Fido Dido's secret
LAST week i challenged readers to make sense of a website recommended by educator and critic Dr. Isagani Cruz: www.digicc.com. Fido, the icon of 7-Up, gives this puzzle. First, write down a 3- or 4-digit number (not all digits should be alike). Jumble all the digits to make another number. Then subtract the smaller number from the larger one. Encircle one of the digits in your answer, except zero. Jumble up all the numbers which are left, and Fido can read your mind by guessing the digit you circled. What is Fido's secret?
Thank you, readers, for your overwhelming response. To date I have received more than 50 replies, and most of them are on the right track. However, some solutions are clearer and more detailed than others. The best explanation comes from creative writer and math aficionado Jose Edmundo Reyes [rilkepoet at yahoo dot com]. Look at how carefully he marshals his proof:
Making it simple
For the sake of simplicity, let's start with a 4-digit number ABCD. Mathematically, that can be represented by 1000A+100B+10C+D. When we jumble the digits, there are 24 possible 4-digit numbers (multiply 4, 3, 2 and 1), because we can only use those four digits from my original number.
Let's say we wind up with BCDA. Mathematically that's 1000B+100C+10D+A. If we subtract the lesser of the two from the greater, we end up with the absolute value of the following quantity: [1000(A-B)+100(B-C)+10(C-D)+(D-A)]. I claim that this quantity is divisible by 9. Why?
We know that a number is divisible by 9 if the sum of its digits is divisible by 9. We know that at least one of the quantities (A-B), (B-C), (C-D) and (D-A) is negative; in other words, not all can be positive. If A is greater than B, and B is greater than C, and C is greater than D, then D must be less than A, for instance. Let's say for the moment that this is the case. Then because we "borrow" from the tens digit, the quantity above is equal to the absolute value of [1000(A-B)+100(B-C)+10(C-D-1)+(10+D-A)].
Assuming that all the quantities in parentheses are positive, then they are all the digits of the resulting number. Adding the digits we get (A-B)+(B-C)+(C-D-1)+(10+D-A). Because of associative and commutative properties, this simplifies to 9, which is of course divisible by 9.
Let's say (C-D-1) is negative. Then because we borrow from the hundreds digit, the quantity is equal to [1000(A-B)+100(B-C-1)+10(10+ C-D-1)+(10+D-A)]. Again, assuming that all the quantities in parentheses are positive, then they are all the digits of the resulting number. Adding the digits we get (A-B)+(B-C-1)+(10+C-D-1)+(10+D-A). This simplifies to 18, which is divisible by 9.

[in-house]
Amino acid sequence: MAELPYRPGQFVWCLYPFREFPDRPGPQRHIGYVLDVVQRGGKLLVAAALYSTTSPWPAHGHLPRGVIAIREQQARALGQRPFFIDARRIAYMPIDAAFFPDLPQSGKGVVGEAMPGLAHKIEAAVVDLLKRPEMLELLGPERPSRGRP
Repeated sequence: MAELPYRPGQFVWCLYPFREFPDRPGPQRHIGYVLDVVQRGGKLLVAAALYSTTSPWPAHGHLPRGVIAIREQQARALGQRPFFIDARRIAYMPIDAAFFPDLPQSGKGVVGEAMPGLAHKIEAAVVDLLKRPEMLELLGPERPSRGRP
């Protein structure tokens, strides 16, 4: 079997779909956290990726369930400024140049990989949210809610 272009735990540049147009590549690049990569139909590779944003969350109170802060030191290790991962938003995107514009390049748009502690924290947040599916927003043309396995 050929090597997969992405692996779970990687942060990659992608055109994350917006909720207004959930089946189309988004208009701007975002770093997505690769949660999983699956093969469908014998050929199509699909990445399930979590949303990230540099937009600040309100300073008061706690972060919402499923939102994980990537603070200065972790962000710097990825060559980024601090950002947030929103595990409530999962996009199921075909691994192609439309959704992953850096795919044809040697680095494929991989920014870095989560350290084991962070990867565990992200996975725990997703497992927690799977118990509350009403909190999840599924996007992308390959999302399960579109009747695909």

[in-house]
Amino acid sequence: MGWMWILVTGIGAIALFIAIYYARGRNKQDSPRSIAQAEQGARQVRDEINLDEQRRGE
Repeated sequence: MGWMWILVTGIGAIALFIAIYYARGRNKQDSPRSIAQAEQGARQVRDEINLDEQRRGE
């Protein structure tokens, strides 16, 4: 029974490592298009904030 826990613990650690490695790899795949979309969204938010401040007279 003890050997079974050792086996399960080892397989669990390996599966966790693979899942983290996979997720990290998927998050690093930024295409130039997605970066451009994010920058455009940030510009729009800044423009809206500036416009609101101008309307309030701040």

If (B-C-1) is still negative, we simply repeat the process by borrowing from the thousands digit. This will result in a sum of 27, which is divisible by 9. (We only "borrow" as many times as necessary. No matter how many times we borrow, we'll wind up with a sum of digits equal to nine.)
No matter what the order of original digits A,B,C,D is, they will all cancel out using the above process, because each digit will always be canceled by its inverse. We'll wind up with a sum of resulting digits 0,9,18, or 27, meaning that the difference is divisible by 9.
The missing digit
That the difference is divisible by 9 is important because all Fido has to do is work backward from the digits that we provide him to find the missing digit, which is the one we encircled. If, for instance, we picked 1234 and jumbled it into 4321, the difference is 3087. Let's say we circled 8 (notice that Fido is sneaky by not allowing us to circle a 0) and give him 307. The only possible digit between 1 and 9 that will result in a sum of digits equal to a multiple of 9 is 8.
Metrobank outstanding math educator Allan Canonigo of Ormoc City [allan_mc2000 at yahoo dot com] also gives a similar, albeit shorter, proof. Ivan Quentin [try1cmor at yahoo dot com] explains using modulus (or remainders after dividing by 9). These three readers will each get an autographed copy of my latest book In Love with Science: Outstanding Filipino Scientists Tell Their Stories (Anvil, 2006).
The following readers also gave an essentially correct, but not complete, solution: Janice Cham [chamjanice at yahoo dot com], Rock Finn Gonzaga [rock_finn at yahoo dot com], Katherine Marie Tanyu [km_tanyu at yahoo dot com], Eribert Padilla [esp888 at yahoo dot com], Connie Rose Gabor [dammit_ 0072000 at yahoo dot com], Fatima Sia [fatimsia at yahoo dot com], Emet Tenerife [emet.tenerife at gmail dot com], William Anakin [anakinwilliam at yahoo dot com dot ph], Jun Cabrera [brojun29 at yahoo dot com], Bob [fzbear at gmail dot com] and Rey [rze at smprime dot com]. Good thinking!
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